One of the main risks of disclosing any company information on Twitter is violating Regulation FD and spurring an SEC investigation.
For most companies, this is the only guidance the SEC has provided related to social media usage for financial disclosure. There has been other guidance not directly related to financial disclosure; for example, additional guidance has been issued by the Financial Industry Regulatory Authority (FINRA) and the SEC for registered investment advisers.
The SEC’s guidance on social media usage is fairly broad, and not all regulatory bodies share this view. For example, the Canadian Securities Administrators (CSA) advises against using social media for any disclosure of material information, and any material information that is disclosed through a site like Twitter should first be reported via press release. In addition, while the SEC does not formally define the term “quiet period,” during which there is to be limited communication with analysts and investors around the quarterly end date and earnings release so as not to violate Regulation FD, companies disclosing material financial information on Twitter need to ensure that their Twitter activity does not violate their own self-imposed quiet periods.
The Risks of Disclosure on Twitter
One of the main risks of disclosing any company information on Twitter is violating Regulation FD and spurring an SEC investigation. Social media has not been around long enough yet to observe all the ways that CEOs or CFOs can run afoul of the SEC, but there are still plenty of examples. The most recent high-profile incident is the case of Elon Musk and Tesla. Musk, then CEO and chairman of Tesla, tweeted in early August 2018, “Am considering taking Tesla private at $420. Funding secured.” This tweet was shared over 15,000 times and received over 87,000 likes; Tesla stock quickly rose by 11%, then quickly lost those gains in the days following the tweet (Bloomberg. “Tesla Stock Drops, Wiping Out Elon Musk’s Twitter-Fueled ‘Going Private’ Rally.” Fortune.com, Aug. 9, 2018. https://bit.ly/2ET1uXq). As a result, Musk was charged by the SEC with securities fraud for misleading investors and sued by multiple shareholders. Musk and Tesla had to pay separate fines of $20 million each, and Musk had to give up title of chairman of the company. The shareholders’ lawsuits are ongoing (“NASDAQ:TSLA Shareholder Notice: Lawsuit Against Directors of Tesla, Inc. in Connection with Tweets by Elon Musk.” SBWire.com, Feb. 28, 2019, https://bit.ly/2XvB1aF).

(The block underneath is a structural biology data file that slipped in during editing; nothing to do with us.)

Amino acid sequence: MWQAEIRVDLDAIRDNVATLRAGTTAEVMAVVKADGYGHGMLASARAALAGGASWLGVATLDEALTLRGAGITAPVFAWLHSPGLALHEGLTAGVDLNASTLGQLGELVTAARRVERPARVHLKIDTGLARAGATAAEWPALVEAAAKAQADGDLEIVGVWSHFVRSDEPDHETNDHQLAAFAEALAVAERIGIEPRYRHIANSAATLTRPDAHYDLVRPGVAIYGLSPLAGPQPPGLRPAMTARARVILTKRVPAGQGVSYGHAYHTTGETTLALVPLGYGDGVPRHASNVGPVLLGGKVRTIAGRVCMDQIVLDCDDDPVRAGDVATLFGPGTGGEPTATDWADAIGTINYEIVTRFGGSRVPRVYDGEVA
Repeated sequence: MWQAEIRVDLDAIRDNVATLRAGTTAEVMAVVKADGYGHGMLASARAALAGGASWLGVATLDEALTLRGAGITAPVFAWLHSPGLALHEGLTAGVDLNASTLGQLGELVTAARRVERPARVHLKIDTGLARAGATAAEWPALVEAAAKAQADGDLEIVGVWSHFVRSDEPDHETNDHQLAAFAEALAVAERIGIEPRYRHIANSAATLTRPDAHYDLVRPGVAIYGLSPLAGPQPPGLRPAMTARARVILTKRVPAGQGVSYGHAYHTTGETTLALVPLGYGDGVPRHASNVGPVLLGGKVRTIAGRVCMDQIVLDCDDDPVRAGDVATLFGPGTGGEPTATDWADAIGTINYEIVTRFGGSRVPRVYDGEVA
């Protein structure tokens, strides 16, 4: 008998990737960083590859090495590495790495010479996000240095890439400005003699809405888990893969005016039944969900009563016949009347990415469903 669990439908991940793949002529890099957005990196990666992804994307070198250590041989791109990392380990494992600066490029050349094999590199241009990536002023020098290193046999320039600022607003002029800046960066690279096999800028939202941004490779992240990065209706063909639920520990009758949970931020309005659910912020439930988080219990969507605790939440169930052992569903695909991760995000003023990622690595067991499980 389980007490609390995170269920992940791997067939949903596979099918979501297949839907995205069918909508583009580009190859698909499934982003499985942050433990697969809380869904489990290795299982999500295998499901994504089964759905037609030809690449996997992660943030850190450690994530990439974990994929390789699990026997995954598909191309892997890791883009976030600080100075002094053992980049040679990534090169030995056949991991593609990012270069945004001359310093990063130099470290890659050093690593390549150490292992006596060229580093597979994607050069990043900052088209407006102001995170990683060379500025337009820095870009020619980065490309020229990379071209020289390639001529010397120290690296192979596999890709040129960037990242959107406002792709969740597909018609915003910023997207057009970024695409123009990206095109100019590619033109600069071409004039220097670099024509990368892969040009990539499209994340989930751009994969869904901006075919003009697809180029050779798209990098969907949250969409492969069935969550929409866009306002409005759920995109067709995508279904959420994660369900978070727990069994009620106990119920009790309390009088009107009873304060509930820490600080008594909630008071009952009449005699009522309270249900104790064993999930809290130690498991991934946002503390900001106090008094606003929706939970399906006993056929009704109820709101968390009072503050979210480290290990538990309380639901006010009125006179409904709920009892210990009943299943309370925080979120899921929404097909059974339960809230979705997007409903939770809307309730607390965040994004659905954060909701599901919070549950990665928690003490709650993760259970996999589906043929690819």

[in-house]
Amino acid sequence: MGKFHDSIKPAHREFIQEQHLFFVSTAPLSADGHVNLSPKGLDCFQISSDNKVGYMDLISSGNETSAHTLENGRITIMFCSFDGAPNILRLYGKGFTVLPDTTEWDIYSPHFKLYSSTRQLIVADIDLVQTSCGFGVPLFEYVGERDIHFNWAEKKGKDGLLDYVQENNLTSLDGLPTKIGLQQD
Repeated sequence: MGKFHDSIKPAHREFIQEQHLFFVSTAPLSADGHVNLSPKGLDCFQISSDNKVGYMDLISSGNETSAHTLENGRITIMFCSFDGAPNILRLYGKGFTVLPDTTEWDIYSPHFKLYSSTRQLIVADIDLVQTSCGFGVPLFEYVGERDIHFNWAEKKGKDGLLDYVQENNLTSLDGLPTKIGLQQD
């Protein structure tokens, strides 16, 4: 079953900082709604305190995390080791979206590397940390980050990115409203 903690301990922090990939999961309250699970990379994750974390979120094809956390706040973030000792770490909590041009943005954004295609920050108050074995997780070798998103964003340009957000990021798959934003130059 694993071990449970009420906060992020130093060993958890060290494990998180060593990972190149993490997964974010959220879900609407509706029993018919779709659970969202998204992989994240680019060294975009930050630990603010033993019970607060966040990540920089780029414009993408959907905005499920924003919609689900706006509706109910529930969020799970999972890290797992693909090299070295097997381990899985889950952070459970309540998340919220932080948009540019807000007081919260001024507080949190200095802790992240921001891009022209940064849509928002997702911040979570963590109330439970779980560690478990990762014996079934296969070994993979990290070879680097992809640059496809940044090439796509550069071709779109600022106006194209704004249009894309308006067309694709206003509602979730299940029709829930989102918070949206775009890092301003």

Aside from compliance-based risk, the speed at which information moves across Twitter can be another major risk (or potential benefit, as discussed below). In general, information spreads incredibly quickly across social networks, and bad news can go viral in minutes (Tommie Singleton, “What Every IT Auditor Should Know About Auditing Social Media”, ISACA Journal, 2012, https://bit.ly/2IDWkDE). In this environment, a company should consider strategic dissemination of financial information, and academic research shows that some companies are already following that strategy.
The Jung et al. study mentioned above examined whether S&P 1500 companies use Twitter to strategically disseminate financial information, what the factors for strategic dissemination are, and the effects of tweeting bad news. Strategic dissemination is different from strategic disclosure; companies that strategically disclose are choosing what to share in general, whereas companies that strategically disseminate are choosing what to distribute via a particular communication channel.
Jung et al. found that for the S&P 1500 companies using Twitter, earnings announcement tweets were the most common investor-focused tweet. Earnings are required to be disclosed in general, but are not required to be shared via Twitter. Using regression analysis, the authors found that companies were strategic in their dissemination of information through Twitter; companies in the study were less likely to share bad earnings news and more likely to share good earnings news. The level of strategic dissemination was found to be influenced by three factors: overall litigation risk, investor audience (sophisticated or unsophisticated), and social media audience size. Companies with high litigation risk, low levels of investor sophistication, and a large social media following were most likely to strategically disseminate news via Twitter.